Gates sides with Bjorn Lomborg (author of The Skeptical Environmentalist) in making a call for centralized, fossil-fuel-based electrification. Shah calls for prioritizing distributed renewable solutions.
Bill Gates, Carl Pope and Jigar Shah insights to this question: What's the quicker, more reliable and cheaper solution to reach the 3.2 billion electricity-deprived people around the globe? New centralized, fossil-fired generation or distributed renewables?
Both Gates and Shah agree that it should be a high moral priority to provide modern energy to the poor as quickly, reliably and cheaply as we possibly can. Both also agree that to the extent that this goal involves some additional use of fossil fuels, climate concerns should not be regarded as a barrier. Both are right on this count.
It would be wrong for the rich to continue to burn fossil fuels while denying them to the poor to protect the climate. It would also be a pointless exercise, since the poor cannot afford enough fossil-fuel consumption to make a meaningful climate difference.
However, neither Gates (and the Bjorn Lomborg clips which Gates cites) nor Shah provide meaningful, supporting data analysis for their divergent solutions.
What's the quicker, more reliable and cheaper solution to reach the 3.2 billion electricity-deprived people around the globe? New centralized, fossil-fired generation or distributed renewables? This ought to be a data-driven conversation, so here are the facts.
New fossil-fuel electricity can reach the poor cheaply, quickly and reliably, if:
The households or businesses have already been wired to the grid: If not, the cost of connection is the killer, not the price of electrons. For every kilometer in distance that an Indian household is from a substation, the wiring alone adds 2 cents per kilowatt-hour to the cost of power. In Kenya the cost of connecting a single family to the grid runs from $900 to $4,000.
The coal (or natural gas) is local, easily extracted and does not require massive disruption of existing communities or livelihoods. Imported or long-distance coal or gas costs twice as much as mine-mouth fuels, and it eliminates the wholesale price advantage often claimed for fossils over wind and solar. The more coal power plants Asia and Africa build, the higher the prices soar. That's better for Australian coal barons, but not for India's or Pakistan's economy. Coal that is found underneath villages or farmlands is often deceptively cheap. Mining it and forcing people off their land creates more poverty than it alleviates, and the practice has embroiled India in an enormous (if barely reported) peasant insurrection.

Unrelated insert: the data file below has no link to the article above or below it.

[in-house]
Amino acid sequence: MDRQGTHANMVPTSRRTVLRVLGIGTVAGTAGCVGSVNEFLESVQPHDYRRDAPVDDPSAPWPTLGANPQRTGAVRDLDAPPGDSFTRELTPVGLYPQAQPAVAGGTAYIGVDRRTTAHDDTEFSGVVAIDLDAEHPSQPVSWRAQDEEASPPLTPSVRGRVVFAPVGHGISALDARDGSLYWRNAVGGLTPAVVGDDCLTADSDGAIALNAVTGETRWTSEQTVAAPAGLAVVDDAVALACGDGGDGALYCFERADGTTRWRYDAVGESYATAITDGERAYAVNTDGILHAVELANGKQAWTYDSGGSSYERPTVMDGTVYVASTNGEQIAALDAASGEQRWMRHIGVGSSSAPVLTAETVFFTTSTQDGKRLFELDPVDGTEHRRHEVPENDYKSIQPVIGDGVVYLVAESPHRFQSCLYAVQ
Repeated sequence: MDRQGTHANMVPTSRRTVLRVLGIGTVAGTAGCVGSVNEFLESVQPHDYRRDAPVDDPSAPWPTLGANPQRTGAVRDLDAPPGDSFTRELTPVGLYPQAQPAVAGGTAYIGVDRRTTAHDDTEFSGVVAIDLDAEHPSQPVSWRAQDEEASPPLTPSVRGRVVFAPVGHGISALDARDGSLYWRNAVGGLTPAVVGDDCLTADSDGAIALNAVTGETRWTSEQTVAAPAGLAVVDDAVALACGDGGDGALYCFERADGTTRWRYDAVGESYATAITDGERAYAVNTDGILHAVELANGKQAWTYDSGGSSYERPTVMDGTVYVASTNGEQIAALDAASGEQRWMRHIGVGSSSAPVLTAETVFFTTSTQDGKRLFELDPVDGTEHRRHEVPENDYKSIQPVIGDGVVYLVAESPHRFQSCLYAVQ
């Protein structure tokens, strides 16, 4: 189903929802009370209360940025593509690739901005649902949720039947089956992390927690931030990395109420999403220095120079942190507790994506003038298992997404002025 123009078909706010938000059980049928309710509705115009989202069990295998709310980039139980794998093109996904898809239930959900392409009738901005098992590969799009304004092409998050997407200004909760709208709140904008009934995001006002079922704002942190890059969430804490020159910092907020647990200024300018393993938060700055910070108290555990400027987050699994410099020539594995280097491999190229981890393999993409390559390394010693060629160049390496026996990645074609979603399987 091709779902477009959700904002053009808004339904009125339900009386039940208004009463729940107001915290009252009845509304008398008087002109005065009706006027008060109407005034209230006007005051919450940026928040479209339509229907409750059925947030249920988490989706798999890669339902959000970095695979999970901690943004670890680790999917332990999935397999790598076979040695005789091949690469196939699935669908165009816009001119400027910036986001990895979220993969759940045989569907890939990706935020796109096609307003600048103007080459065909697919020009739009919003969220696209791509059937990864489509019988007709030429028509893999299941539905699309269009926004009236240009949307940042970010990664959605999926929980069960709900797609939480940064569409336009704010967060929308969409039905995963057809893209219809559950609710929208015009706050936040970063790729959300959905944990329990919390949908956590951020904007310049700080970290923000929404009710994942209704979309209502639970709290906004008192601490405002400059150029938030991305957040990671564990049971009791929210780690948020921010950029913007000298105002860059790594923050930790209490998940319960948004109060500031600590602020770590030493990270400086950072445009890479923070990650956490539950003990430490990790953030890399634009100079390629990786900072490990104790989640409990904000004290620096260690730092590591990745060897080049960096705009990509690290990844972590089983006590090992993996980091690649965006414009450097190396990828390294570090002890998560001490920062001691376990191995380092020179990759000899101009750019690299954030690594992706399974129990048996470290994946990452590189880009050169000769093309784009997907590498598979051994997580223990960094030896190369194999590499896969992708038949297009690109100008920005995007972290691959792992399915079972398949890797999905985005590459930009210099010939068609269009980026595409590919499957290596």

The population to be served is small enough that plants don't need pollution-control equipment for soot, sulfur and mercury to avoid unacceptable increases in disease and mortality. Otherwise, you end up mired in the dilemma currently facing China, where the government estimates that the health bill from burning coal is more than $200 billion per year—an amount equal to the annual revenues of the country's biggest power company, State Grid. Once you start cleaning up pollution, coal's economics tank.
The region has a sufficient water surplus to treat the coal and cool the power plants. Overlooking this need has resulted in the Indian state of Maharashtra having to shut down fossil-fuel power plants in the summer, just when the load is highest. China, having depleted natural water flows in the north to generate coal electricity, is now using that same electricity to replace the lost water with desalination plants!